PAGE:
"Coercion can occur when a leader compels a child using religious language or authority to imply a spiritual obligation or duty, permission, sanction, punishment, justification, intimidation, or threat. This is contrary to the Savior’s teaching that individuals should lead “only by persuasion, by long-suffering, by gentleness and meekness, and by love unfeigned” (Doctrine and Covenants 121:41)."
However, I think we need to be more explicit about when someone invokes someone else's authority to justify what they say. Judging someone as not following the prophet because they make choices that don't align with whatever trendy program or catch phrase is most recent is abhorrent, and falls solidly under this category. 

Monday, August 12, 2019

I, the Samaritan

In many ways, I have been richly blessed in my life.

The Spirit led me to a career that has made it possible to support my children. I have been raised in a faith that has sustained me and given me joy when life has often given me little reason for it.

But I am a Samaritan.

I am divorced and remain unmarried. For a host of reasons, I do not anticipate marrying in the temple again, and so I will not marry. To make things worse, I do not easily fit into the typical category of the divorcées and widows, available when the youth need a service project and otherwise silent.

My sins are branded on my face. I could not hide them if I wanted to. They have beaten me, wounded me, left me for dead on the side of the road. They are made plain to me every time I go to church, every time I think longingly of peace I once felt in the temple. There is no escape from being repeatedly reminded of my failures if I want to remain faithful in the Church.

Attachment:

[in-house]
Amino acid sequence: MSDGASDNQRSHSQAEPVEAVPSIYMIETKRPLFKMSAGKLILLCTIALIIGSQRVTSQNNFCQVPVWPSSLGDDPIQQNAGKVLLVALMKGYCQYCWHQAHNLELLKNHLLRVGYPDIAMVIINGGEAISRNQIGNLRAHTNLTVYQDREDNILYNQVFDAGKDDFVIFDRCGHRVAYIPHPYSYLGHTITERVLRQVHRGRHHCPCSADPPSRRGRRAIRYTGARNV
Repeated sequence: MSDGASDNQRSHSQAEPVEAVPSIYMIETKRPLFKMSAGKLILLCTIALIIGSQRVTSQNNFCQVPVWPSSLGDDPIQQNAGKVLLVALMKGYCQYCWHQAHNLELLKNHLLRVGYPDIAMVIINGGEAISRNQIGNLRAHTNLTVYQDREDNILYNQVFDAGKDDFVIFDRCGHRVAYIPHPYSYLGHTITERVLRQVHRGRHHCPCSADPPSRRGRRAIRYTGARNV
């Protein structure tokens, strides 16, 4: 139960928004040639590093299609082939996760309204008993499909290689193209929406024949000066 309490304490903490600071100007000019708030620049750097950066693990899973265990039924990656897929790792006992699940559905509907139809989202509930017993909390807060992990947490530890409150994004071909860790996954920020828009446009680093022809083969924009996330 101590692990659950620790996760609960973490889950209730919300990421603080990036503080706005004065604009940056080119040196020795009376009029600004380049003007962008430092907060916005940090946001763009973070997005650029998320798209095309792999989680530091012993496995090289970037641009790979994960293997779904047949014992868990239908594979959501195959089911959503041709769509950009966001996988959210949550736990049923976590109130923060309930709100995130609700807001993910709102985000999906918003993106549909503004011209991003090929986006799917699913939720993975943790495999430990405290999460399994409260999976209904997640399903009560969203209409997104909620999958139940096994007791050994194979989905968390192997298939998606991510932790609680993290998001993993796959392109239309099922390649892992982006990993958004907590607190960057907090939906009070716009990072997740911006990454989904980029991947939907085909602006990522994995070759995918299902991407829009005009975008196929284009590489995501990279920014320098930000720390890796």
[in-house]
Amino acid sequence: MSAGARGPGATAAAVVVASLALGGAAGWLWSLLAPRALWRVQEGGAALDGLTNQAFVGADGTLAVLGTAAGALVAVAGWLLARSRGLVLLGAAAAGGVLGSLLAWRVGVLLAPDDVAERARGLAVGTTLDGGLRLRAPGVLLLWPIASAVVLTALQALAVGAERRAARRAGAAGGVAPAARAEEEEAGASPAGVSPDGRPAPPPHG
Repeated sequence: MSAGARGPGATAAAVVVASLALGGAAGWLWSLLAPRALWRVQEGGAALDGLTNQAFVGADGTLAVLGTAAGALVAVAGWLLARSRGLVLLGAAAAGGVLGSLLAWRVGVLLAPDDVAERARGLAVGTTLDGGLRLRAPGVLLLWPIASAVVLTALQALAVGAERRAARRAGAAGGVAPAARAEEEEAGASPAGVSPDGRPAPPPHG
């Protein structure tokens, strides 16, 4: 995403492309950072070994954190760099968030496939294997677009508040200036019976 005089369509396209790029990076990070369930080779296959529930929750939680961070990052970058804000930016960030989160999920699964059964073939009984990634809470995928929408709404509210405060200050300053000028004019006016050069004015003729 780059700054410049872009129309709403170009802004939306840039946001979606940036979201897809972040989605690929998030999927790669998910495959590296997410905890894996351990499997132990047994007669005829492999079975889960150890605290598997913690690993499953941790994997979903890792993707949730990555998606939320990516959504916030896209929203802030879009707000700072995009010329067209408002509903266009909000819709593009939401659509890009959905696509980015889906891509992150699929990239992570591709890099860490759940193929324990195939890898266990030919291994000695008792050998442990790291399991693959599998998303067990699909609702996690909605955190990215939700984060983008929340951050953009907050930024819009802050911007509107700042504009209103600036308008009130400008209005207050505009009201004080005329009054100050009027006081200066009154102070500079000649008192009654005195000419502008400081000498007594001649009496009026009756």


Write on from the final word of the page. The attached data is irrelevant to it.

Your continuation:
Wednesday, August 7, 2019

Is "Violence" Really the Right Word?

He sat across from me, behind a desk. He was soft-spoken, the quintessential shy guy in the corner. When he asked me that question, "Is 'violence' really the right word? Doesn't that water down the word 'violence'?" I had been trying to explain to him why I—why people like me—so often felt that the church was not for us.

He knew from a previous discussion I had with him that I had been struggling with the changes in the Church. The efforts to pull back from the burden the church places on people have left many of us at the edges feeling even more adrift and on our own than we already did. 

I had stumbled over trying to explain how the things we teach at church conflict with our lived experience, when the pinnacle of church attendance—being sealed to a spouse for all eternity—was one of the sharpest tools in our abusers' box, and the promise of trying again brings feelings of fear and inadequacy rather than peace and hope. 

Sunday, July 7, 2019

When Charity Causes Death

Have you ever felt that you fail at doing the right thing? Maybe you have tried to be a good spouse, but find yourself always falling short. Maybe you have a coworker who doesn't seem to like you, no matter what you do to mend fences. Maybe you have a child who has chosen to reject your beliefs, and you feel like you have failed them. Or maybe you find yourself battling a destructive habit, only to find yourself succumbing again and again.

This is a feeling with which I have become very well acquainted. The pang of failure has become an old friend at this point in my life. The Lord is working with me differently than He ever has before, to the point that I sometimes wonder if it really is Him.

Today, as I sat during sacrament thinking over these things and trying not to cry, I remembered something that happened to me when I was six years old.